Heart Food

Canadian Drummer Guy Thouin has a respectable CV, to put it mildly. He’s pretty much a hero of new music and the underground in that country. A founder member of the Quatuor de Jazz Libre Du Quebec, he’s appeared on numerous records since the mid-1960s; two highlights I will single out are his appearance with L’Infonie, whose 1970 LP Mantra is a pretty good touchstone of the counterculture in Canada. I guess you could say L’Infonie were like the Canadian equivalent to AMM or MEV, except L’Infonie had a tinge more free-jazz direction in their no-boundaries approach to music. Plus there was the Terry Riley connection, which continued when Thouin played on 1970s performances of In C. Thouin originally founded the heArt Ensemble in 1986, but he’s recently decided to revive it; it’s pretty much a free jazz improvisation thing with very open-ended rules about membership. In 2015 Thouin started getting some action going in the basement of his home and inviting guest musicians to play, thus launching the “From The Basement” series. In America, they had the “loft scene” in the 1970s, which I think was pretty much in the same spirit of self-help and doing things economically at a time when the audiences and market for jazz music were in a slump.

Here are two CDRs released by Small Scale Music providing evidence of Thoun’s recent work. The first of these, called simply From The Basement (SSM-020) is a set of drum and saxophone duets, where Thouin plays with Félix-Antoine Hamel for eight cuts of high-energy, free-form blart. I see the drummer credits himself as Yug Guy Thouin in print, harking back to the 1970s when all the members of L’Infonie spelled their names backwards as a badge of their non-conformity. Félix-Antoine has appeared on record before playing with Karoline Leblanc and Paulo Ferreira Lopes, though I’m not sure if we’ve ever heard him; he’s a good over-blower and honker with an extremely expressive tone. The simple sax and drums set-up has a long tradition in free jazz, I need hardly tell you, and this record will appeal to all listeners who feel energised and excited by anything from 1969 in the BYG catalogue, for instance. Thouin and Hamel have dispensed with any attempt to play tunes, and what you get is pure unfettered free blowing; although we should mention that one track, ‘Tehai (Takedin)’ allows Thouin to remind us of his abiding interest in Indian music, by playing the tablas. The splashy abstract cover art is by Marie Lemieux.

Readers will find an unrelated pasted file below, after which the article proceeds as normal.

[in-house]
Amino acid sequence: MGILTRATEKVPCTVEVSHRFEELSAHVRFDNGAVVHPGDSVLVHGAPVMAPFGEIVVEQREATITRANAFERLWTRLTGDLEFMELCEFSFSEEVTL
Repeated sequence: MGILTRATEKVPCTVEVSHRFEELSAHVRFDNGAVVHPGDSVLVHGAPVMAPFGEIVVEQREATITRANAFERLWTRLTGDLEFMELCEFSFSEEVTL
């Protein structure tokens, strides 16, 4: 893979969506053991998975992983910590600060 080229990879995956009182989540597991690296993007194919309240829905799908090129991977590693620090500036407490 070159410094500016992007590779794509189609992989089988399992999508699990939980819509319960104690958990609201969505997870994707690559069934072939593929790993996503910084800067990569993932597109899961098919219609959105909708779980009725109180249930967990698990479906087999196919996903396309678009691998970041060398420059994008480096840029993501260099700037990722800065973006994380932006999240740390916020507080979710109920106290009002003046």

The duo regroup on the second CDR Oréade (SSM-021), where they’re joined by Marilou Lyonnais-Archambault playing her harp and electronics. This is quite a different record to the above. Lyonnais-Archambault is more than a musician, she’s a visual artist and conceptual artist, and has recently exhibited artworks of her “Folding Web Pages”. The sound of her harp, treated I suppose with electronic effects, is quite simply gorgeous on this record of 11 experiments with the duo; to be honest I’d like to hear more of it, without the enthused tootling of Félix-Antoine Hamel running alongside it, but on the other hand it’s this blend of two wildly different styles of playing which results in a certain amount of tension, and gives this music its distinctive flavour. This isn’t to say the sax and drums ignore what she’s doing, and there are many moments where they slow down their usual high-energy mode and move at a pace that’s more appropriate to her natural rhythms. We hear this most plainly on ‘Day Dream’ or ‘Fall Mood’, for instance, and the results are really something special; a magical moment in crystalline and fluid sounds. heArt Ensemble refer to this collaboration as “an intense period of experimentation” and claim that the gifted harpist has brought something new to the group, helping to “enrich the language” with her “strong conceptual drive”. I can confirm this is the case. And if you were expecting a retread of tropes made famous by Alice Coltrane or Dorothy Ashby, think again; this seems to be coming from more of an art-music direction, expanding borders of free improvisation, and favours sound production over the playing of melodic tunes. For some reason I now wish that Marilou Lyonnais-Archambault could have made a record with Annette Peacock; that would have been an amazing entry into my canon of imaginary records from history.

Both the above from 29th October 2019, courtesy of Raphael Foisy.